Blair is a regular participant in politics, advocacy, local radio and community services.
The 66-year-old founded Central Australian Youth Link-Up Service (CAYLUS) in response to the petrol sniffing epidemic in 2002. The organisation was instrumental in developing youth programs, orchestrating the roll-out of low aromatic fuel and implementing the Federal Low Aromatic Fuel Act, resulting in a 95 per cent reduction in misuse.
In 2008, he received the Prime Minister's Award for Outstanding Contribution in Drug & Alcohol Endeavours by the Australian National Council on Drugs.
Ben is a trailblazer in the performing arts, First Nations and LGBTIQ+ communities, whose work has amplified the often-unheard voices of the First Nations LGBTIQ+ community.
Life was difficult for Ben as a queer Aboriginal and Torres Strait Islander child in 1970s Darwin, but he found where he belonged while studying in Western Australia and then Sydney - where he first performed in drag as Miss Ellaneous at the age of 25.
Since those early days, the 46-year-old has become a key figure of Australia's First Nations and LGBTIQ+ arts scene. He launched First Nations arts festival Garrmalang and drag competition Miss First Nation, was the first Indigenous creative director of Sydney WorldPride and founded Indigenous-owned performance services business BRG Productions.
At 69 years of age, Leony is a long-time volunteer for Multicultural Community Services Central Australia (formerly the Migrant Resource Centre), and has provided practical assistance and social connection for people living far from their homelands and families for more than four decades.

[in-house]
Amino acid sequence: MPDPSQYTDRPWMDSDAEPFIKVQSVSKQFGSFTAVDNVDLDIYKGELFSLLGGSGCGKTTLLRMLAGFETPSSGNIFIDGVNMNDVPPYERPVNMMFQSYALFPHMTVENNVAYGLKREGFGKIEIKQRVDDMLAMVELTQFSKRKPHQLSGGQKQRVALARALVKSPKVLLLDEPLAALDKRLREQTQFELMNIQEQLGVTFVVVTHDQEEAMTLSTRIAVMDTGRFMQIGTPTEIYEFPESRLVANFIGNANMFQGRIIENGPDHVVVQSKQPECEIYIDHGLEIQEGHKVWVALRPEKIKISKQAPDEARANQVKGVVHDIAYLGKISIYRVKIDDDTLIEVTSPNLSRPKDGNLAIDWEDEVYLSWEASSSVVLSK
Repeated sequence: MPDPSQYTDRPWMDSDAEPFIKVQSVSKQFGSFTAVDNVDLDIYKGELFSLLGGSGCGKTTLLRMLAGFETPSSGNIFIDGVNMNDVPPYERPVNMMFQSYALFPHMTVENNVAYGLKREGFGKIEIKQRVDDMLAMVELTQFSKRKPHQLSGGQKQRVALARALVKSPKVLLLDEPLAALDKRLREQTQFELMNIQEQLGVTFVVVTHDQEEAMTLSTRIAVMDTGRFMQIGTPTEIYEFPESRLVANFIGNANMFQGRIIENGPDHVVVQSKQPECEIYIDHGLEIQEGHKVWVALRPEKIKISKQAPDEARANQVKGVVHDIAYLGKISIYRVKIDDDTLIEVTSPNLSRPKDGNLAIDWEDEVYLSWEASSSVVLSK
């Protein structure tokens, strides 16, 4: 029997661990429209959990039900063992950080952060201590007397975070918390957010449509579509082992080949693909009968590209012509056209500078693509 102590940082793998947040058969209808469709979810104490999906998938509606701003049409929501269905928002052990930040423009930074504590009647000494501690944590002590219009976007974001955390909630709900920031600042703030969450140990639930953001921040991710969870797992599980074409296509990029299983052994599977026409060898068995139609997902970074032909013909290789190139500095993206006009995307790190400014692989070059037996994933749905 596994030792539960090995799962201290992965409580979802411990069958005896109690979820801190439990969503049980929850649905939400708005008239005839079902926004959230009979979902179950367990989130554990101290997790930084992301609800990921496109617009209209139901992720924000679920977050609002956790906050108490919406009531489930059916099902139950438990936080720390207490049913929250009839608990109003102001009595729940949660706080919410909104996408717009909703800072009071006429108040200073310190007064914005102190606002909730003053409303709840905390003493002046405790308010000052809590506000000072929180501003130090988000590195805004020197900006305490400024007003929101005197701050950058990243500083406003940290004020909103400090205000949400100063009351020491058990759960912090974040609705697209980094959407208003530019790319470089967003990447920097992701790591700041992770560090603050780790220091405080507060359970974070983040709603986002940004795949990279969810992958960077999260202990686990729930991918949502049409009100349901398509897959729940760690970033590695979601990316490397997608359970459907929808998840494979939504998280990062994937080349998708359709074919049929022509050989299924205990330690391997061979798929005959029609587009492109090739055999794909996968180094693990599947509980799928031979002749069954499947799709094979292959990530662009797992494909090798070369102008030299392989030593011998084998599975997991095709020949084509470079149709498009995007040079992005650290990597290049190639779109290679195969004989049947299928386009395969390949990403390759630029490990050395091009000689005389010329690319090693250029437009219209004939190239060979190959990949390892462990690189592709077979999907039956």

After growing up in the Phillipines, she came to Alice Springs with her husband in 1984 and identified a need to help other female migrants feel less isolated, especially those looking after children.
She and a few others started a multicultural playgroup, women's group, dance and craft groups before the incorporation of the existing Migrant Resource Centre in 1992.
Leony was named Centralian Citizen of the Year this year.
Known as Bess, Elizabeth has made a huge contribution to community fundraising in Katherine for 13 years.
Her annual Newhaven Biggest Morning Tea for Northern Territory Cancer Council has become a highlight of the town's social calendar. What started as a small fundraiser for family and neighbours has continued to grow and she has raised more than $100,000 for the charity to date.
Also a dedicated volunteer, Bess has assisted Rural Aid to support farmers doing it tough, and is active with both the Salvation Army and the National Trust.
Elaine Lawurrpa Maypilama
A researcher, educator and co-founder of the Yalu Aboriginal Corporation, Associate Professor Maypilama has been involved with Charles Darwin University and Menzies School of Health for more than 20 years.